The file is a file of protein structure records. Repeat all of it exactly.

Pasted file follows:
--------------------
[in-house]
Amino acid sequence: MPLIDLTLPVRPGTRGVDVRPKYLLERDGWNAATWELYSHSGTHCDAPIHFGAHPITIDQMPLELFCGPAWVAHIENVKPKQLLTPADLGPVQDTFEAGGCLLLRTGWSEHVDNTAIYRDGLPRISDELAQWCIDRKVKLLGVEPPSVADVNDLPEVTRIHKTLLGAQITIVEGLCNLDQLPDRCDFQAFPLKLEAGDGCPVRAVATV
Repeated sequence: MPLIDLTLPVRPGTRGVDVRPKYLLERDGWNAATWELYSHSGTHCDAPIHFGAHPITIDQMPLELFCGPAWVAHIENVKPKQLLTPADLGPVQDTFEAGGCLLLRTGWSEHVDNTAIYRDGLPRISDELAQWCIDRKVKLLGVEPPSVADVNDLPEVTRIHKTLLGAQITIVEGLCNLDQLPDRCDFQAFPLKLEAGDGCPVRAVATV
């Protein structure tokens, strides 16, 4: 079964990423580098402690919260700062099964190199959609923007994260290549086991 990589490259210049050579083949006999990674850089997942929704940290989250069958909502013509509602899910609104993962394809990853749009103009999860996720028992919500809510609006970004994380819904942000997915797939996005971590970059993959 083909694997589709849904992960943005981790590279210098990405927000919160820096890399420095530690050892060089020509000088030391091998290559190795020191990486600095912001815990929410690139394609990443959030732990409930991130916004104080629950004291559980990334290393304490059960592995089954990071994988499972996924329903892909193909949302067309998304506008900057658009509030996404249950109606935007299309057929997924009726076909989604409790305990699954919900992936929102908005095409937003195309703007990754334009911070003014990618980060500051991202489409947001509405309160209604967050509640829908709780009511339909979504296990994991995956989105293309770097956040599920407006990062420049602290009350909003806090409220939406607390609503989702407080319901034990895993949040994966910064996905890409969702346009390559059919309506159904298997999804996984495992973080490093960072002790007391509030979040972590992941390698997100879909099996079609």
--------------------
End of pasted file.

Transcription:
[in-house]
Amino acid sequence: MPLIDLTLPVRPGTRGVDVRPKYLLERDGWNAATWELYSHSGTHCDAPIHFGAHPITIDQMPLELFCGPAWVAHIENVKPKQLLTPADLGPVQDTFEAGGCLLLRTGWSEHVDNTAIYRDGLPRISDELAQWCIDRKVKLLGVEPPSVADVNDLPEVTRIHKTLLGAQITIVEGLCNLDQLPDRCDFQAFPLKLEAGDGCPVRAVATV
Repeated sequence: MPLIDLTLPVRPGTRGVDVRPKYLLERDGWNAATWELYSHSGTHCDAPIHFGAHPITIDQMPLELFCGPAWVAHIENVKPKQLLTPADLGPVQDTFEAGGCLLLRTGWSEHVDNTAIYRDGLPRISDELAQWCIDRKVKLLGVEPPSVADVNDLPEVTRIHKTLLGAQITIVEGLCNLDQLPDRCDFQAFPLKLEAGDGCPVRAVATV
């Protein structure tokens, strides 16, 4: 079964990423580098402690919260700062099964190199959609923007994260290549086991 990589490259210049050579083949006999990674850089997942929704940290989250069958909502013509509602899910609104993962394809990853749009103009999860996720028992919500809510609006970004994380819904942000997915797939996005971590970059993959 083909694997589709849904992960943005981790590279210098990405927000919160820096890399420095530690050892060089020509000088030391091998290559190795020191990486600095912001815990929410690139394609990443959030732990409930991130916004104080629950004291559980990334290393304490059960592995089954990071994988499972996924329903892909193909949302067309998304506008900057658009509030996404249950109606935007299309057929997924009726076909989604409790305990699954919900992936929102908005095409937003195309703007990754334009911070003014990618980060500051991202489409947001509405309160209604967050509640829908709780009511339909979504296990994991995956989105293309770097956040599920407006990062420049602290009350909003806090409220939406607390609503989702407080319901034990895993949040994966910064996905890409969702346009390559059919309506159904298997999804996984495992973080490093960072002790007391509030979040972590992941390698997100879909099996079609």